For crying out loud, WE’RE NOT EVEN TRYING HERE. Walking this journey is obviously more efficient than driving, but some days it’s scary as hell. All those cars I was tangled in are in a HURRY, and trying to walk through an intersection with no crosswalk and no crossing guard and no anything at all but raw courage and a teeny flame of anger that we are so freaking uncivilized takes a lot of energy and a certain amount of disregard for one’s own mortality. And half the reason everyone’s in a car to begin with is that most of us don’t really want to contemplate death first thing on a Thursday morning, before we’ve even finished our morning coffee.

    I’m tired of pretending that this is working for us.

    I watched the video below first thing this morning. It’s an almost surreal foil to my maddening morning drop-off experience and I just can’t shake the contrast; it’s been on constant replay in my head all morning.

    It brings you to the bike route that passes beneath the Rijksmuseum in Amsterdam, where you can take in Gothic architecture and modern art and street performers playing Bach on your way to school. Take a look at all the different types of people – especially families – on all the different bikes passing through. And imagine – imagine! – if there were anywhere in America where you could have this kind of experience during your morning commute.

    (If you don’t have a lot of time, consider clicking to the middle of the video – it’ll give you a good sense of what it’s about. You can read the original post by Mark Wagenbuur of Bicycle Dutch here.)

    The Netherlands hasn’t always been a beautiful place to get around by bike. In the 1970s, they were every bit as auto-centric as we are now. They decided that it wasn’t in their national interests to continue down that path and made a change.

    We can, too.

    But we have to try.

    So today I’m feeling all frustrated and ragey and like it is all futile, all of it, whatever it is. And so what I’m looking for from you is just this – your wisdom. What do YOU do when you feel like the mountain that stands before you is just too big?

    Green Commute Week Contest!

    Green Commute Week!
    Green Commute Week!

    Green Commute Week is here again! And this year – a contest!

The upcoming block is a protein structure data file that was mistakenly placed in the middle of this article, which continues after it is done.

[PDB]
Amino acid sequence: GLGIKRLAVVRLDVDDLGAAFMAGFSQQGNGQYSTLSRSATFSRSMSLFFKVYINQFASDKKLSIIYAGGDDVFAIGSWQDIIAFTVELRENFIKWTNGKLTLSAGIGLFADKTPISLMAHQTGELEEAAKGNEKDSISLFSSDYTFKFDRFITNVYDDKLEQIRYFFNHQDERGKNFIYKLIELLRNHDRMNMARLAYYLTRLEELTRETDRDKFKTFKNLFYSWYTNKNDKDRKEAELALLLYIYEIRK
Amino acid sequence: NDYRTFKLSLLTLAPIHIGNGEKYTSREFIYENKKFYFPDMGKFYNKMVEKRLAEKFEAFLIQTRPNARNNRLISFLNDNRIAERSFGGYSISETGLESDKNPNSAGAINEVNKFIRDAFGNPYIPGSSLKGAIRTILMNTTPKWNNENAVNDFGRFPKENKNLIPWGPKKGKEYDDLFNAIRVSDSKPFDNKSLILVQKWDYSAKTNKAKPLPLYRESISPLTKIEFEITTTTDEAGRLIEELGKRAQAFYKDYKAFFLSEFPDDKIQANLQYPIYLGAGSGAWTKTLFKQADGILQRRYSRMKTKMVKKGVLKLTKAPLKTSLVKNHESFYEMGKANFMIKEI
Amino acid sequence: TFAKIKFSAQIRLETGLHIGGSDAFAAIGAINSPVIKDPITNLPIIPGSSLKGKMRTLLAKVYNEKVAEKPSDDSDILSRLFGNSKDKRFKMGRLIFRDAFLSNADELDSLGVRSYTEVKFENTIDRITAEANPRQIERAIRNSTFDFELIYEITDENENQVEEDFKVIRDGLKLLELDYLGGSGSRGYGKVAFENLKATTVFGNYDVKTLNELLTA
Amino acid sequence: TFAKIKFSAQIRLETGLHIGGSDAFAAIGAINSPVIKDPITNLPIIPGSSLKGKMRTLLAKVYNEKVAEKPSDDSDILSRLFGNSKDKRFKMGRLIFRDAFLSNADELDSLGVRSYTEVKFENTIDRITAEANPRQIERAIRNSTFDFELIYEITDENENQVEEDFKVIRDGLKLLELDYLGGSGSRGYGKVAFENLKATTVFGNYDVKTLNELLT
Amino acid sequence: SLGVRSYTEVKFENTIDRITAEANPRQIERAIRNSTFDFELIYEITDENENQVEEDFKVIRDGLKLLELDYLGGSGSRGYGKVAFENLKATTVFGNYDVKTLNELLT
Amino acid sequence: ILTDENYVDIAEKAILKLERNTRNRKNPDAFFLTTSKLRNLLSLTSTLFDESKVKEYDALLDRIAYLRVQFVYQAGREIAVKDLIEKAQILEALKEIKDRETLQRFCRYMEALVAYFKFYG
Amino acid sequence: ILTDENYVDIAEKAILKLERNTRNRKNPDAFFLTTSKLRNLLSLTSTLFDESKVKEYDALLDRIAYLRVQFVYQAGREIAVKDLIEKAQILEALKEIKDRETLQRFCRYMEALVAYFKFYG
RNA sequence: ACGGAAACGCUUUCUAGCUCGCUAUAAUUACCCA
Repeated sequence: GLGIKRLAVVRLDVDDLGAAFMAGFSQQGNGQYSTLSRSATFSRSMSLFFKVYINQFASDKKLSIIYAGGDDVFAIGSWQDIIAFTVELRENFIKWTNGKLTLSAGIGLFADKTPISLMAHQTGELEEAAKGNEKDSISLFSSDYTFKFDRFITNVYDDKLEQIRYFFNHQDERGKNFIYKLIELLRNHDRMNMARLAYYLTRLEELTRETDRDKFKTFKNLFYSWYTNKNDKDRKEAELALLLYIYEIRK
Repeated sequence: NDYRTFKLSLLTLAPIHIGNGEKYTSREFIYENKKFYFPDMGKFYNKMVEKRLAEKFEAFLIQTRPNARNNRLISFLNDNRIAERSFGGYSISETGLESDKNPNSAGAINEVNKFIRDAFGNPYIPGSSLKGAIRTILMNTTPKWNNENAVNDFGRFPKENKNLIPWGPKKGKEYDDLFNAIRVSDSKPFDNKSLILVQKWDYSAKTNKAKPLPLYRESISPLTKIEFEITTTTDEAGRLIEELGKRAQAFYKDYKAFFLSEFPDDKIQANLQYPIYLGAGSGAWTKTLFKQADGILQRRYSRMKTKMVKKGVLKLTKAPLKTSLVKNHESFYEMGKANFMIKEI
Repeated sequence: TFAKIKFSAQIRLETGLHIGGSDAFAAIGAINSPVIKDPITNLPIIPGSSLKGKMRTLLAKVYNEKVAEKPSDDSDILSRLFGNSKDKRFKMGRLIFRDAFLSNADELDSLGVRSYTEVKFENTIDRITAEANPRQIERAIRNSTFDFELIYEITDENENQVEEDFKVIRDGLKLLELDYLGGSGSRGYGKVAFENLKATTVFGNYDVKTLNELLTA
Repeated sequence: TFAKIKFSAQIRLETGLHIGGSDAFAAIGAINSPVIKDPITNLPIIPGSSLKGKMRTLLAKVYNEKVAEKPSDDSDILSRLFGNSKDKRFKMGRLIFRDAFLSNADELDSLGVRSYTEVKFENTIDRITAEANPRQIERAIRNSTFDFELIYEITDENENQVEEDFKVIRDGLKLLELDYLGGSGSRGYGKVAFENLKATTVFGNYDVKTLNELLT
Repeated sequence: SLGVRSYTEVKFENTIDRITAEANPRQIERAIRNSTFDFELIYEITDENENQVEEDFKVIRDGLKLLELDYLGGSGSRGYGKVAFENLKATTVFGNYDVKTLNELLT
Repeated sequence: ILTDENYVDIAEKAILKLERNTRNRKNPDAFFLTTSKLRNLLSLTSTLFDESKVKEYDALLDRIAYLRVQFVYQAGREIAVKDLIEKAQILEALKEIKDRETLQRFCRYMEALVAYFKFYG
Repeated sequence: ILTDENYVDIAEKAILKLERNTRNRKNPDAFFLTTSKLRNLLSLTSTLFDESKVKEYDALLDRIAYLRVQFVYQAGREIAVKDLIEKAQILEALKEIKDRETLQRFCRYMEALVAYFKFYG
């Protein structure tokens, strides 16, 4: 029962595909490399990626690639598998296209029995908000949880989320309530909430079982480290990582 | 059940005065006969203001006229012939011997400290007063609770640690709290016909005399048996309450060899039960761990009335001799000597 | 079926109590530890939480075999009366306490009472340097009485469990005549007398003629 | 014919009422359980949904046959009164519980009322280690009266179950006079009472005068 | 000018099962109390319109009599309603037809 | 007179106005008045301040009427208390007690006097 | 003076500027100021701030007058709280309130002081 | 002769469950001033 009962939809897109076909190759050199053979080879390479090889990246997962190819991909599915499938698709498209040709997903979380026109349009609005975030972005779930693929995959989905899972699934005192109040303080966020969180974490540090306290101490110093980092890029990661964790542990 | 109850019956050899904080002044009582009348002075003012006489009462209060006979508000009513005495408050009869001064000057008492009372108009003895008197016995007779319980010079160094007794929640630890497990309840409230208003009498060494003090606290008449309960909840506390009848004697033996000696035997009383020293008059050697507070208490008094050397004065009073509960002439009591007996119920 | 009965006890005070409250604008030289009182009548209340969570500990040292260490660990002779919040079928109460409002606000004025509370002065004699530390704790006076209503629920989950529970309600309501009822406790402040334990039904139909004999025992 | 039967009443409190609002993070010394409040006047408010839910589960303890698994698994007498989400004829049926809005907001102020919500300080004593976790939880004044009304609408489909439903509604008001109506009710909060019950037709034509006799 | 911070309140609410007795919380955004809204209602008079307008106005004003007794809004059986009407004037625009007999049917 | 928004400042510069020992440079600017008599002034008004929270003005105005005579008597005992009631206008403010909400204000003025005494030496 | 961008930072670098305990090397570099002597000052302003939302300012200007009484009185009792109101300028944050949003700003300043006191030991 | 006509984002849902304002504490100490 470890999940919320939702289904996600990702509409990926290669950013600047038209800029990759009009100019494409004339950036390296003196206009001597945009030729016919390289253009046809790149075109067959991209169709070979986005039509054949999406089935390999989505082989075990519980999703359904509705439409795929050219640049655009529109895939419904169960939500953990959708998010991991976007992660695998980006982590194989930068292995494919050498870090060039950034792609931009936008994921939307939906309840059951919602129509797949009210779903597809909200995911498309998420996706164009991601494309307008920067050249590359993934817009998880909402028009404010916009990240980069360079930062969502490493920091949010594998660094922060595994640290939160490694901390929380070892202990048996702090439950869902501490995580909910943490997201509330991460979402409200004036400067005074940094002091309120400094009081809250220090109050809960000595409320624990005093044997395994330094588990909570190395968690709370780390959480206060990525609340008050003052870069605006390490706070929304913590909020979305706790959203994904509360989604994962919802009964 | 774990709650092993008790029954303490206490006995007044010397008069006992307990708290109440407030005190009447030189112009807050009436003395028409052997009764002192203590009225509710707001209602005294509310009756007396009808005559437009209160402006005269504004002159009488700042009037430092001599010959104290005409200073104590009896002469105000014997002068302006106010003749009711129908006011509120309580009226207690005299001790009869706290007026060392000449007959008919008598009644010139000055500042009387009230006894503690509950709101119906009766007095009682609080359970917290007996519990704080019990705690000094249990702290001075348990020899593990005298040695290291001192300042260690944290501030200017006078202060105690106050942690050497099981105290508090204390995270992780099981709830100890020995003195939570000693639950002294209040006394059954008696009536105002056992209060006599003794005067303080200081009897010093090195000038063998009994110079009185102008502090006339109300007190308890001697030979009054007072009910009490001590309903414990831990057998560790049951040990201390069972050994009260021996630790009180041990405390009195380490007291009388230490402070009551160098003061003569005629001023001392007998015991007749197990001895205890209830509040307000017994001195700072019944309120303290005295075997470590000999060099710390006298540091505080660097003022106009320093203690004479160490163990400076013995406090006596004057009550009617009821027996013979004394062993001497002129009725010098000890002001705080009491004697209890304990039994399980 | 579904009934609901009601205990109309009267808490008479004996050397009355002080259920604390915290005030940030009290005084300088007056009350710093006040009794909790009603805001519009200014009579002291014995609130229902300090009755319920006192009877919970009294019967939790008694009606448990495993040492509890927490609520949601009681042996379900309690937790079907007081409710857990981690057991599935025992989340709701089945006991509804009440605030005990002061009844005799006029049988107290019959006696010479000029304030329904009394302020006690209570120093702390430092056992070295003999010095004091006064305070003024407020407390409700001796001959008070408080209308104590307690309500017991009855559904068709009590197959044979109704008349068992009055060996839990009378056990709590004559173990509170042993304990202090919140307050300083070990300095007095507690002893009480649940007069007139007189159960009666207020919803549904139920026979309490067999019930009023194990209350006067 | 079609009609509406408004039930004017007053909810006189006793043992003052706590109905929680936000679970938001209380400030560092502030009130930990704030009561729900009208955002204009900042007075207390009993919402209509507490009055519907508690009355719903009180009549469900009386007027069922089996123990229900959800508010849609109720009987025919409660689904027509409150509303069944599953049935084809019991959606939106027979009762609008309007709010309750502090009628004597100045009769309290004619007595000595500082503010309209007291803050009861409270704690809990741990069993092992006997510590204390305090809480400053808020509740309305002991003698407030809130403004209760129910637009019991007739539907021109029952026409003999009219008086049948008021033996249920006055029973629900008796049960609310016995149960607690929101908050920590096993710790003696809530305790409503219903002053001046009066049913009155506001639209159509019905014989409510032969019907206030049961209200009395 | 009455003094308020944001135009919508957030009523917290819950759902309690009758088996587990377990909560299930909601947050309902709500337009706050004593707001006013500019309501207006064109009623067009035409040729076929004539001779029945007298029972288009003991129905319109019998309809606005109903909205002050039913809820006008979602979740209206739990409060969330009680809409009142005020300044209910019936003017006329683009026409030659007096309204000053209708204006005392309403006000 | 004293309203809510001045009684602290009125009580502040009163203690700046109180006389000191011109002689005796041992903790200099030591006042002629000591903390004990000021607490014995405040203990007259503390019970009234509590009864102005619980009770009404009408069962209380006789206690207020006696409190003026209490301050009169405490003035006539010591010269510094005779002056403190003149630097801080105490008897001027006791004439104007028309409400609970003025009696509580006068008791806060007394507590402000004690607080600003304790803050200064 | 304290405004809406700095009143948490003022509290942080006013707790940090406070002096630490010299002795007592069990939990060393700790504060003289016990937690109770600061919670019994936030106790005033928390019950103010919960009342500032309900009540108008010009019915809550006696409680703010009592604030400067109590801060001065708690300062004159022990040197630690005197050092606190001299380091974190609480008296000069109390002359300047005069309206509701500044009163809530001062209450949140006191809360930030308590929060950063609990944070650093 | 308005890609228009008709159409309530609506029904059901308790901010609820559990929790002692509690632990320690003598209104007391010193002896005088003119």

You all know I love alternative transportation. It saves money and lets me eat more ice cream, but most of all – it’s just FUN! Deciding to get around using not-the-car is something of a leap into the unknown, though, and those first few times can be intimidating.

    And that’s where the contest comes in! It’s simple: try using a different mode of transportation to get to a place, and you’ll be entered into a contest to win one of two prizes (your choice): a $10 gift card to any locally-owned coffee shop, or a copy of Everyday Bicycling by Elly Blue. So if you normally drive to preschool, take your kids on the bike. Or walk from work to a coffee shop instead of stopping on the way in. Or plan an outing to the playground and take the bus there. Whatever you want! If you’ve ridden your bike to work but never taken it to the store, then taking it to the store counts; if you’ve taken the bus to the store but never with your kids, then bringing the kids counts. This is about trying new things!

    Entering is easy: Head over to our Facebook page and say, “I did it! I ________________. It was awesome/okay/I thought I was going to die.” You can enter one time for each outing you do, with an extra entry for each kid you have with you. You can also get two extra entries for liking our Facebook page and another two for posting a picture of your adventure there!

    So head out and try something new! Tell your friends, and forward this to everyone you know. This is going to be FUN!

    For more information on Green Commute Week and the great freebies you get for participating, click here.